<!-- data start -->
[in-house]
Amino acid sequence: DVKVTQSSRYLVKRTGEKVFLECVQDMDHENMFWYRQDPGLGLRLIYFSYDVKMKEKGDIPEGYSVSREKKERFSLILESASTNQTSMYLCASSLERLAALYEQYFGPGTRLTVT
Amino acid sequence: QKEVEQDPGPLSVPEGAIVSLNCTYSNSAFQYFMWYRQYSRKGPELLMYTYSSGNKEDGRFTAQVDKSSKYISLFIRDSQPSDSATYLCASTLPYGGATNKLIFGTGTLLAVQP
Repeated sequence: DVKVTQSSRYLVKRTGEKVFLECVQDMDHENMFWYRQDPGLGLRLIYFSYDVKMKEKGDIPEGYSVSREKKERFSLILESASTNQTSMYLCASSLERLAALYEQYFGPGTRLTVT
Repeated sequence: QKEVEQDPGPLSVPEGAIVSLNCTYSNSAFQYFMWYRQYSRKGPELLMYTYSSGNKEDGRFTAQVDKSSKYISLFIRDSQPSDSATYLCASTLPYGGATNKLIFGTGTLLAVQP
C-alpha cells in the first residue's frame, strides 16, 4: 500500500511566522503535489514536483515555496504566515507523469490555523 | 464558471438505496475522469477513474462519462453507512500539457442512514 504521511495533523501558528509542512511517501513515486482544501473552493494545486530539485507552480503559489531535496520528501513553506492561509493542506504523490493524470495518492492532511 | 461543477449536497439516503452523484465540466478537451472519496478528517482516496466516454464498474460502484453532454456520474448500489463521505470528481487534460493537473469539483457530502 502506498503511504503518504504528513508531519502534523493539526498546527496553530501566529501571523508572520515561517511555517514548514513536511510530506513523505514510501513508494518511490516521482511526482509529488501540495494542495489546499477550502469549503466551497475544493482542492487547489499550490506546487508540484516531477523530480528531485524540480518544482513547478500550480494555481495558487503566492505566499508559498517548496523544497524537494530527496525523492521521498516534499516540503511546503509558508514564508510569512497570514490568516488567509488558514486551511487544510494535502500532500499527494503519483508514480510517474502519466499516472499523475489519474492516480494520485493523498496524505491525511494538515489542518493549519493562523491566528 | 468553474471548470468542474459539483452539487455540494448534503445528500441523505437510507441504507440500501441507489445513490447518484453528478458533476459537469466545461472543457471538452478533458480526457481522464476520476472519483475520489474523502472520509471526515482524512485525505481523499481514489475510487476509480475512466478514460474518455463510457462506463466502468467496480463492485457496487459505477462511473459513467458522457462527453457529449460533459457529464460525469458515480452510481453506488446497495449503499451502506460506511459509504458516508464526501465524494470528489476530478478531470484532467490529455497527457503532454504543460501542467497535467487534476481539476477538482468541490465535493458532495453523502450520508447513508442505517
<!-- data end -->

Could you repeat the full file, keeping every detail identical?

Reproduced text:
[in-house]
Amino acid sequence: DVKVTQSSRYLVKRTGEKVFLECVQDMDHENMFWYRQDPGLGLRLIYFSYDVKMKEKGDIPEGYSVSREKKERFSLILESASTNQTSMYLCASSLERLAALYEQYFGPGTRLTVT
Amino acid sequence: QKEVEQDPGPLSVPEGAIVSLNCTYSNSAFQYFMWYRQYSRKGPELLMYTYSSGNKEDGRFTAQVDKSSKYISLFIRDSQPSDSATYLCASTLPYGGATNKLIFGTGTLLAVQP
Repeated sequence: DVKVTQSSRYLVKRTGEKVFLECVQDMDHENMFWYRQDPGLGLRLIYFSYDVKMKEKGDIPEGYSVSREKKERFSLILESASTNQTSMYLCASSLERLAALYEQYFGPGTRLTVT
Repeated sequence: QKEVEQDPGPLSVPEGAIVSLNCTYSNSAFQYFMWYRQYSRKGPELLMYTYSSGNKEDGRFTAQVDKSSKYISLFIRDSQPSDSATYLCASTLPYGGATNKLIFGTGTLLAVQP
C-alpha cells in the first residue's frame, strides 16, 4: 500500500511566522503535489514536483515555496504566515507523469490555523 | 464558471438505496475522469477513474462519462453507512500539457442512514 504521511495533523501558528509542512511517501513515486482544501473552493494545486530539485507552480503559489531535496520528501513553506492561509493542506504523490493524470495518492492532511 | 461543477449536497439516503452523484465540466478537451472519496478528517482516496466516454464498474460502484453532454456520474448500489463521505470528481487534460493537473469539483457530502 502506498503511504503518504504528513508531519502534523493539526498546527496553530501566529501571523508572520515561517511555517514548514513536511510530506513523505514510501513508494518511490516521482511526482509529488501540495494542495489546499477550502469549503466551497475544493482542492487547489499550490506546487508540484516531477523530480528531485524540480518544482513547478500550480494555481495558487503566492505566499508559498517548496523544497524537494530527496525523492521521498516534499516540503511546503509558508514564508510569512497570514490568516488567509488558514486551511487544510494535502500532500499527494503519483508514480510517474502519466499516472499523475489519474492516480494520485493523498496524505491525511494538515489542518493549519493562523491566528 | 468553474471548470468542474459539483452539487455540494448534503445528500441523505437510507441504507440500501441507489445513490447518484453528478458533476459537469466545461472543457471538452478533458480526457481522464476520476472519483475520489474523502472520509471526515482524512485525505481523499481514489475510487476509480475512466478514460474518455463510457462506463466502468467496480463492485457496487459505477462511473459513467458522457462527453457529449460533459457529464460525469458515480452510481453506488446497495449503499451502506460506511459509504458516508464526501465524494470528489476530478478531470484532467490529455497527457503532454504543460501542467497535467487534476481539476477538482468541490465535493458532495453523502450520508447513508442505517